The moment you doubt whether you can fly, you cease for ever to be able to do it. J.M. Barrie, Peter Pan

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Up there
almost forever,
journeying from Europe to Africa
At equal elevation you pass eagles,
they scan the earth,
you never look down

 

 

Luke Fische

http://www.australianpoetry.org/wp-content/uploads/2014/01/Signs-made-by-Birds-review.pdf

Leprechauns, castles, good luck and laughter.Lullabies, dreams and love ever after. Poems and songs with pipes and drums. A thousand welcomes when anyone comes… That’s the Irish for you!

http://www.litera.co.uk/irish_sayings_good_night_and_sleep/

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And her red lips he fondly kissed
    Beside the castle door,
And he rode away in the morning mist,
    And he never saw her more!

 

The Feud: A Border Ballad

by Adam Lindsay Gordon (1833 – 1870)

http://alldownunder.com/australian-authors/adam-lindsay-gordon/feud-a-border-ballad.htm

You cannot always wait for the perfect time, sometimes you must dare to jump.

 

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Allowing for the Doppler effect it is all possibly
closer than we feel. Matter and movement were one &
the same. Even the rocks were awash with electrons.
Shadows had no colour. Objects sprang from every corner.
I wasn’t a daredevil: I was a risk technician.

TOTEM (II)

LUKE DAVIES

http://www.poetryinternationalweb.net/pi/site/poem/item/8305

Aunt Lorna kisses into space near your ear, not on your face. I don’t call that kissing I call that missing.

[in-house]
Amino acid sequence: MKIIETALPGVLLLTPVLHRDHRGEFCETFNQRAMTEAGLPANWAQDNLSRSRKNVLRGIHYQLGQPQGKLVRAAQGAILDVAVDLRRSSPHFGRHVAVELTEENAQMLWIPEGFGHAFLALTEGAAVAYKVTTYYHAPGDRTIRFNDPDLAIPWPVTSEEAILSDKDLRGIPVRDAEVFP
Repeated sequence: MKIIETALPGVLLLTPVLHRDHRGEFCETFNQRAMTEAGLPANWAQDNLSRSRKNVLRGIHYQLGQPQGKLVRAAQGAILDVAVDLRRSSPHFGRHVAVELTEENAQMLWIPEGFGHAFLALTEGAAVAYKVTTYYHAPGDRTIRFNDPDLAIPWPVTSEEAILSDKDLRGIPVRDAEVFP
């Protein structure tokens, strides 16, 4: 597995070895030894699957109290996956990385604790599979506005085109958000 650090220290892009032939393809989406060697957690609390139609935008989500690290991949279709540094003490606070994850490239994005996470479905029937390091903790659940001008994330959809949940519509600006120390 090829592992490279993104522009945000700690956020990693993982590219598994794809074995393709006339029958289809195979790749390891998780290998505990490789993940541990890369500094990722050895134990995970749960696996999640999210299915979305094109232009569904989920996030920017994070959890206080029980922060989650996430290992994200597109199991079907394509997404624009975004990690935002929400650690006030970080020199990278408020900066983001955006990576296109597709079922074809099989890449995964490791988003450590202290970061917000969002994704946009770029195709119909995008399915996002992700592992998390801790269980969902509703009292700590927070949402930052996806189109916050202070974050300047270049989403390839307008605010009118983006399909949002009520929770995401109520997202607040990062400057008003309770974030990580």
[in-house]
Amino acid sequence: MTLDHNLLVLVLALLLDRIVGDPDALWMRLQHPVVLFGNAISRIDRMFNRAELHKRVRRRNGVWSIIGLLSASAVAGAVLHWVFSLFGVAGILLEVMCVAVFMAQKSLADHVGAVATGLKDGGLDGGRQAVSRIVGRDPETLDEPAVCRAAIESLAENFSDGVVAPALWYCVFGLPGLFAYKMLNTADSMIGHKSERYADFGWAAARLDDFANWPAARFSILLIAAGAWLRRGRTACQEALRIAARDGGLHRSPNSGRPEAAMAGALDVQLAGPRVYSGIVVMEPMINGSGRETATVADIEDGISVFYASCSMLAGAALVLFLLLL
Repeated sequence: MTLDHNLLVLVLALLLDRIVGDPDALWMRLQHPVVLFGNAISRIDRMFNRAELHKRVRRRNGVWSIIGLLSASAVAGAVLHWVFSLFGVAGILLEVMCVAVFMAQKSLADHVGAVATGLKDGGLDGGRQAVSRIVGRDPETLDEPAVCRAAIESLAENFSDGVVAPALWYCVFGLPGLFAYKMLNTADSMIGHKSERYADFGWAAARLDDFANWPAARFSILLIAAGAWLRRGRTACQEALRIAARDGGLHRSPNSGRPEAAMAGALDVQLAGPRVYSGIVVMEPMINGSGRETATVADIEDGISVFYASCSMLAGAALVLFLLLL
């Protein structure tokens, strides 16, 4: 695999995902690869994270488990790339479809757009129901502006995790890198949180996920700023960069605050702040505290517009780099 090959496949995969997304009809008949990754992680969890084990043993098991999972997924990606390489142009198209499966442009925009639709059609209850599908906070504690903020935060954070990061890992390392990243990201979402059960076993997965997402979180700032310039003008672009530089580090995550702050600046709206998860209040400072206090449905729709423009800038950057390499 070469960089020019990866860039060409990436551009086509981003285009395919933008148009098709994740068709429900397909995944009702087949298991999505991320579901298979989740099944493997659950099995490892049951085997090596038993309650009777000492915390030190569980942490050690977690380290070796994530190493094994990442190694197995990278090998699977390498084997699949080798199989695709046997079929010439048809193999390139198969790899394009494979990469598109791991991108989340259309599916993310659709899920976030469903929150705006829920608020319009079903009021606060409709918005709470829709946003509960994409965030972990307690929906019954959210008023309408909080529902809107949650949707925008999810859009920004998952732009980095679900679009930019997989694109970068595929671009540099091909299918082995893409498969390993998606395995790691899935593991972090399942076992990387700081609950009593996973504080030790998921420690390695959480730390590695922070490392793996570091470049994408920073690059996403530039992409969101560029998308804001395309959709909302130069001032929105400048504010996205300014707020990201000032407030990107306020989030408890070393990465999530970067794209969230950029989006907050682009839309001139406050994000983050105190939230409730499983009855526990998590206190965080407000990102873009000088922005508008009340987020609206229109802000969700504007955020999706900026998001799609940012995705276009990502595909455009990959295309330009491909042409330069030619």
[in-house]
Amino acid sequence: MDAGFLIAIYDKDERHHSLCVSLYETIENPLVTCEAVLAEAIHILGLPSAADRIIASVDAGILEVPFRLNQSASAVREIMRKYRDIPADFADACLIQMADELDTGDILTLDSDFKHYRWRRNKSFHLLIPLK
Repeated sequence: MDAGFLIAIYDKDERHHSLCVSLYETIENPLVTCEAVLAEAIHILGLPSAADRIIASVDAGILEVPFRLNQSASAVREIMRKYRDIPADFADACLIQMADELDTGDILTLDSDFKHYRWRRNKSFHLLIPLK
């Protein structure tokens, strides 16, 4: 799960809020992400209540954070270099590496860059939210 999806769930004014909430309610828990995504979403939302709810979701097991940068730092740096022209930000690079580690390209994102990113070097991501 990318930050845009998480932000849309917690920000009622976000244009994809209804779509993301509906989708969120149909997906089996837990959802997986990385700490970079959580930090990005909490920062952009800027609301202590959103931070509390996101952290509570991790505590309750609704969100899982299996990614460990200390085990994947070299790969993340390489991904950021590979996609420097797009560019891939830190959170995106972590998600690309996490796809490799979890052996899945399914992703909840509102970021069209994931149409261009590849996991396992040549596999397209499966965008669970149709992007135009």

Honey Sandwich by Elizabeth Honey.  Allen & Unwin, 1993.

http://ozpoemaday.wordpress.com/tag/elizabeth-honey/IMG_20140112_184040

 

foto – musicians at the URUNGA SURF LIFESAVING CLUB FUNDRAISER in January 2014.

 

Instead of putting your sandwich in a Ziploc bag, why don’t you use my t-shirt? It’s sweaty and will keep the bread moist.
”

― Jarod Kintz, If you bring the booze and food, I’ll bring the thirst and hunger

At high tide fish eat ants; at low tide ants eat fish. Thailand.

URUNGA LIDO JANUARY 2014

foto – URUNGA January 2014

Mud Crabs, Low Tide

I feel a sharpness under the surface like tin-tacks,
having come down to their soft mud among smells
where most would retch. They sift broken bits,
tuck into their mud; the bay has the sound

that could suck a crab-claw clean: a low-tide restaurant.
Like the guileless yachts, or tunes
of light sociable chopsticks: their lilting suck and clink—
but it stops when you move, when the wind changes,

Judith Beveridge

http://www.poemhunter.com/poem/mud-crabs-low-tide/

Hindukush Ojha

http://www.poemhunter.com/poem/those-misty-years/

GUMBOOTS IN URUNGA 2014

Gumboots, they are wonderful, gumboots, they are swell
‘coz they keep out the water and they keep in the smell.
And when you’re sittin’ round at home, you can always tell
When one of the Trevs has taken off his gumboots.

Chorus:

If it weren’t for your gumboots, where would ya be?
You’d be in the hospital or infirmary
‘coz you would have a dose of the ‘flu, or even pleurisy
If ya didn’t have yer feet in yer gumboots.

Now there’s rugby boots and racing boots and boots for drinkin’ rum.
But the only boots I’m never without are the ones that start with “gum”.
I’ve got short ones and long ones and some up to me belt.
I’m never dressed ’till I’ve got on me gumboots.

Chorus

Whenever I sing at the opera, my gumboots are a must.
They help me hit the high notes, and protect me feet from dust.
They keep the water well away, so me voice won’t get no rust.
You will not never see me without me gumboots.

Chorus

Now Rob Muldoon and Rowling, they haven’t made a hit.
They’re ruining the country more than just a bit.
If they keep on the way they’re going, we’ll all be in turd.
So you’d better get yer feet up yer gumboots.

 

This song was originally performed by a New Zealand comedian (John Clarke) who played a character called Fred Dagg. It caught the imagination of many NZers and is now well known. John Clarke went to Australia after finding his prospects in NZ to be very limited – but Fred Dagg and especially this song are very fondly remembered.